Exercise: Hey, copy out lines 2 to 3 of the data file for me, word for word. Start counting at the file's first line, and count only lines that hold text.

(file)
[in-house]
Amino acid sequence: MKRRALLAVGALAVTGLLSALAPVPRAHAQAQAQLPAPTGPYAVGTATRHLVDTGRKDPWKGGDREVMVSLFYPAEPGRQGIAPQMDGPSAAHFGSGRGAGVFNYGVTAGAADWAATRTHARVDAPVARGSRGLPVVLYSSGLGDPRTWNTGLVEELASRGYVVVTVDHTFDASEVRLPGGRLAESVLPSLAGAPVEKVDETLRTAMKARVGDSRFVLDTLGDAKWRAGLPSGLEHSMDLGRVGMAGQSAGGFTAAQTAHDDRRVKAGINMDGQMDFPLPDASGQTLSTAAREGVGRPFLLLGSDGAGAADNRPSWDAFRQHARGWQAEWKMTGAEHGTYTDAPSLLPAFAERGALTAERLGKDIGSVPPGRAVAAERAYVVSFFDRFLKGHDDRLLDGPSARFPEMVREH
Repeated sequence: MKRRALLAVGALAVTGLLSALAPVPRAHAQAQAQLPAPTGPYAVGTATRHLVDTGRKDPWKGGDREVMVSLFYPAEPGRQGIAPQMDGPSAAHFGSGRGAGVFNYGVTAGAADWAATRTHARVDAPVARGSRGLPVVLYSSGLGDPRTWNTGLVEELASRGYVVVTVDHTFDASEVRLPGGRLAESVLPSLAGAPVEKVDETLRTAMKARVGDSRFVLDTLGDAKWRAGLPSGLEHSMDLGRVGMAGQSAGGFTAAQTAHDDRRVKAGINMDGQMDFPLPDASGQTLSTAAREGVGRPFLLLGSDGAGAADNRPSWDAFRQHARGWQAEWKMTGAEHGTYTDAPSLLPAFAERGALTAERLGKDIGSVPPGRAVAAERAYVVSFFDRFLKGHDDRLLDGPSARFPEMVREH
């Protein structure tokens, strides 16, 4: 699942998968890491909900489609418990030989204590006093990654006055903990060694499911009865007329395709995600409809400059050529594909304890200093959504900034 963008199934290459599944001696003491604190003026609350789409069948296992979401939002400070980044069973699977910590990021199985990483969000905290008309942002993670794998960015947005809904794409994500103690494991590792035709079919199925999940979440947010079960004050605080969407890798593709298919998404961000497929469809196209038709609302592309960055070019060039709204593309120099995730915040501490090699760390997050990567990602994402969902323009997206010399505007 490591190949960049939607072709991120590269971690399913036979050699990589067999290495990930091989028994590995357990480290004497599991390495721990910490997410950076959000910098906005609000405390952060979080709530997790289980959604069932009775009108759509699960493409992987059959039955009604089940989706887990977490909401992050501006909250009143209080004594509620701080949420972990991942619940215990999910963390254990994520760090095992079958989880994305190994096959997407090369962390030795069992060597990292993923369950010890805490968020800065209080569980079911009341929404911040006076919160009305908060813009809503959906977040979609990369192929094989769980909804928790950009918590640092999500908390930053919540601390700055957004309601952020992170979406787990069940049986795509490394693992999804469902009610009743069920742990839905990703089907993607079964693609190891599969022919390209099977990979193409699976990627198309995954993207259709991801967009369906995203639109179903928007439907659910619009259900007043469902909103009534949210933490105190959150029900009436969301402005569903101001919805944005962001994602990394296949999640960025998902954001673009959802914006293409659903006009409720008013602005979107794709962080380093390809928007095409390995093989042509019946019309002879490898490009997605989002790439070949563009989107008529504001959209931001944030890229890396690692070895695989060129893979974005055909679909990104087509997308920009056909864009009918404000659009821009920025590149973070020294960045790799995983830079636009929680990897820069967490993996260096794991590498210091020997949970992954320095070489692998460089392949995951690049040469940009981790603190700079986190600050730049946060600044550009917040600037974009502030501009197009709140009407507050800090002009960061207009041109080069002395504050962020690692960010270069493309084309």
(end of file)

Amino acid sequence: MKRRALLAVGALAVTGLLSALAPVPRAHAQAQAQLPAPTGPYAVGTATRHLVDTGRKDPWKGGDREVMVSLFYPAEPGRQGIAPQMDGPSAAHFGSGRGAGVFNYGVTAGAADWAATRTHARVDAPVARGSRGLPVVLYSSGLGDPRTWNTGLVEELASRGYVVVTVDHTFDASEVRLPGGRLAESVLPSLAGAPVEKVDETLRTAMKARVGDSRFVLDTLGDAKWRAGLPSGLEHSMDLGRVGMAGQSAGGFTAAQTAHDDRRVKAGINMDGQMDFPLPDASGQTLSTAAREGVGRPFLLLGSDGAGAADNRPSWDAFRQHARGWQAEWKMTGAEHGTYTDAPSLLPAFAERGALTAERLGKDIGSVPPGRAVAAERAYVVSFFDRFLKGHDDRLLDGPSARFPEMVREH
Repeated sequence: MKRRALLAVGALAVTGLLSALAPVPRAHAQAQAQLPAPTGPYAVGTATRHLVDTGRKDPWKGGDREVMVSLFYPAEPGRQGIAPQMDGPSAAHFGSGRGAGVFNYGVTAGAADWAATRTHARVDAPVARGSRGLPVVLYSSGLGDPRTWNTGLVEELASRGYVVVTVDHTFDASEVRLPGGRLAESVLPSLAGAPVEKVDETLRTAMKARVGDSRFVLDTLGDAKWRAGLPSGLEHSMDLGRVGMAGQSAGGFTAAQTAHDDRRVKAGINMDGQMDFPLPDASGQTLSTAAREGVGRPFLLLGSDGAGAADNRPSWDAFRQHARGWQAEWKMTGAEHGTYTDAPSLLPAFAERGALTAERLGKDIGSVPPGRAVAAERAYVVSFFDRFLKGHDDRLLDGPSARFPEMVREH